02:00 GMT30 October 2020
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    Farmers in India and opposition parties have been up in arms against two bills introduced by the federal government to bring farming into “a competitive pricing environment” and “modern trading system”.

    While Indian Prime Minister Narendra Modi's central government has passed two bills to ensure that the farming sector experiences reform, they are witnessing stiff opposition from not only rival political parties in parliament but a big section of farmers as well.  

    The two bills are titled 'Farmers Produce Trade and Commerce (Promotion and Facilitation) Bill 2020', and 'Farmers (Empowerment and Protection) Agreement of Price Assurance and Farm Services Bill, 2020'.

    What are the major concerns of farmers and opposition parties?

    Price Protection

    Currently farm produce is given price protection by the federal government, called the Minimum Support Price (MSP), a price for crops that the government guarantees, at all costs and under all circumstances. An expert group under the federal government fixes the prices for 22 commodities twice a year.

    Farmers fear once the new legislation comes into force, they would lose MSP protection and would be at the mercy of corporate traders.

    As most farm produce is perishable and most farmers have no access to cold storage or can afford to hold back  produce until they get a profitable price, they would be forced to sell their produce at the discretion of buyers. 

    Trade Area

    The Farmers Produce Trade and Commerce (Promotion and Facilitation) Bill 2020 defines “trade area” as any area or location, place of production, collection and aggregation including (a) farm gates; (b) factory premises; (c) warehouses; (d) silos; (e) cold storage; or (f) any other structures or places, from where trade of farmers’ produce may be undertaken in the territory of India.

    This trade area however, does not include existing trade areas established under a bill called Agricultural Produce Market Committee Act (APMC).

    Many farmers rue that the existing APMC market places, which cater to 200-300 villages each, would remain within physical boundaries, giving free reign to large corporate buyers.

    The government, on the other hand, says that the creation of additional trade areas outside the market places would provide farmers the freedom of choice to conduct trade.

    Since 70-80 percent of Indian farmers have only small land holdings, the intent of this provision would not improve their situation.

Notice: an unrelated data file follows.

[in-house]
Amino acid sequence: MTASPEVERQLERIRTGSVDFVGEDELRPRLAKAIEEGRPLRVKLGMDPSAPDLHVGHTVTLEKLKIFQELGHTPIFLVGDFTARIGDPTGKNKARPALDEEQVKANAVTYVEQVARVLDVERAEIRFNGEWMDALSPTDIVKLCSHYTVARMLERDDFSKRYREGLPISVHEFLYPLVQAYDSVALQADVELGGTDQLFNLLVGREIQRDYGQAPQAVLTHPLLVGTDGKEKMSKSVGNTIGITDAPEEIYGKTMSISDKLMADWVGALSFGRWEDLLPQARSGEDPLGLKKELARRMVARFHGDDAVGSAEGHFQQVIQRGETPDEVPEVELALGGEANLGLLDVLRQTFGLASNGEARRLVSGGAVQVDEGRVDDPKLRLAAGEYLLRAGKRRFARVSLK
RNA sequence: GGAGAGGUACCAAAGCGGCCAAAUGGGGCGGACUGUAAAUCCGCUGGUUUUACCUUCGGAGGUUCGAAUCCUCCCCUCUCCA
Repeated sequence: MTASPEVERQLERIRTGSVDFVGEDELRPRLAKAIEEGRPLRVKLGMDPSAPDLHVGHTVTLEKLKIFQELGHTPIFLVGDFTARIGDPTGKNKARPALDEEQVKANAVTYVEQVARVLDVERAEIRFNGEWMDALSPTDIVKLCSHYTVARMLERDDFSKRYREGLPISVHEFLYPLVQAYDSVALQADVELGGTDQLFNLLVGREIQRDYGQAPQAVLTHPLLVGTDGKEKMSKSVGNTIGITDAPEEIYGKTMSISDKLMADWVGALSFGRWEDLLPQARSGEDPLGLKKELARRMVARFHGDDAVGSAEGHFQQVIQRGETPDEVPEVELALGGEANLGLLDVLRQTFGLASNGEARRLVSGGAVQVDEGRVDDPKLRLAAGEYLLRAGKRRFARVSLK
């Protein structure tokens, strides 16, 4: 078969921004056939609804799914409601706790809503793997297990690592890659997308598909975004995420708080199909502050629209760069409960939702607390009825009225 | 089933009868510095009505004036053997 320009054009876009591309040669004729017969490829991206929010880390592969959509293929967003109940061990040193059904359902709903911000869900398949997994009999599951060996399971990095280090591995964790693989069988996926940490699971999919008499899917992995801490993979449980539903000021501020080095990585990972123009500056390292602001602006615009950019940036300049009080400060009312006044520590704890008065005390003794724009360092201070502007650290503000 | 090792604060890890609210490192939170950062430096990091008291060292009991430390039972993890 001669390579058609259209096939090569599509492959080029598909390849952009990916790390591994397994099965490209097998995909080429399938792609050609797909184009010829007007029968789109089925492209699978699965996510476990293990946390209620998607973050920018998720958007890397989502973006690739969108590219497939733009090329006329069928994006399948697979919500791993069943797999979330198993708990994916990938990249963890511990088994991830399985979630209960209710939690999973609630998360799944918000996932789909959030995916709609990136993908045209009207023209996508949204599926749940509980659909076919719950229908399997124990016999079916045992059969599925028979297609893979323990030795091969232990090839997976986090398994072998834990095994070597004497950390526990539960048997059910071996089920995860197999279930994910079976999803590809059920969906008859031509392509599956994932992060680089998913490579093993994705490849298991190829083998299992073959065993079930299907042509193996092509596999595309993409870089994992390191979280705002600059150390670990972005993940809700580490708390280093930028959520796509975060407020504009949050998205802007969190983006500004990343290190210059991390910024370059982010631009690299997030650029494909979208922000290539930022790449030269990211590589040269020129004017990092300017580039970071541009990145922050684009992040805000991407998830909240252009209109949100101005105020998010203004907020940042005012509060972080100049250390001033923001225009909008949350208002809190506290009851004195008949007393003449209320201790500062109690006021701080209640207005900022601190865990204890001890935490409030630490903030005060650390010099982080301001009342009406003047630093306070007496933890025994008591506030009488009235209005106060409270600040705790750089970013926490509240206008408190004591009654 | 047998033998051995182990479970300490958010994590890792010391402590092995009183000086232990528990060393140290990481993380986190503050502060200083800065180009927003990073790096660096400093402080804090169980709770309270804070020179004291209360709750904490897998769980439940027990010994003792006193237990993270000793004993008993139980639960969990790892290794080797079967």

Traders in the New Legislation

    The new legislation defines a “trader” as one who buys a farmers’ produce from any state, for self or on behalf of one or more persons for retail, wholesale, end-use, value addition, processing, manufacturing, export or other such purposes.

    The trader can operate in any trade area or the APMC market place.

    However, for trading in the APMC market place, the trader must have a licence or registration. Farmers say that traders or commission agents in the APMC market place are verified for their financial status during the licence approval process, whereas they will have no such trust quotient in a trader under the new law.

    Market Fee

    The new legislation does away with market fees as it exists under any state's APMC Act. The government says this provision would reduce the cost of transactions and benefit both farmers and traders.

    The Opposition-ruled state government claim that this would deprive them of revenue from market fees and also employment to a large number of commission agents.

    Farmers accuse the federal government of incentivising big corporations by removing trade fees, suggesting that corporate traders would use the fee on trade to offer better prices to farmers in the initial days and, when the APMC market system collapses in due course, they would monopolise the trade. 

    Dispute Resolution

    The dispute resolution in the new legislation does not sufficiently safeguard farmer interests, say its antagonists, providing that in disputes arising out of a transaction between a farmer and trader, the parties may seek a mutually-acceptable solution through conciliation of a Sub Divisional Magistrate.

    Farmers say this would place them in a disadvantageous position, as powerful corporate traders would manipulate the system against them. The farmers complain that the new legislation does not provide for adjudication in a civil court.

    Attack on Federal System

    States ruled by Opposition parties allege the new farming legislation is an attack on the federal structure of the country. While agriculture is a state government subject, the federal government has usurped their powers through the new legislation, they suggest.

    Modi claimed that in the past the laws and the system of production and the sale of produce had “tied the hands and feet of the farmers”, adding that the new agriculture reforms would give farmers freedom to “sell his crops, fruits and vegetables to anyone, anywhere.”

    “Now he (farmer) has got many more options besides the Mandi (market) of his area. Now if he gets more profit in the Mandis, then he will go to the Mandi and sell his crops. If he gets more money elsewhere, then he will go there and sell. Now he is free from any kind of compulsion,” said Modi while launching several infrastructure projects in Bihar on Monday (21 September).


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    reforms, Farms, Narendra Modi, New Delhi, India
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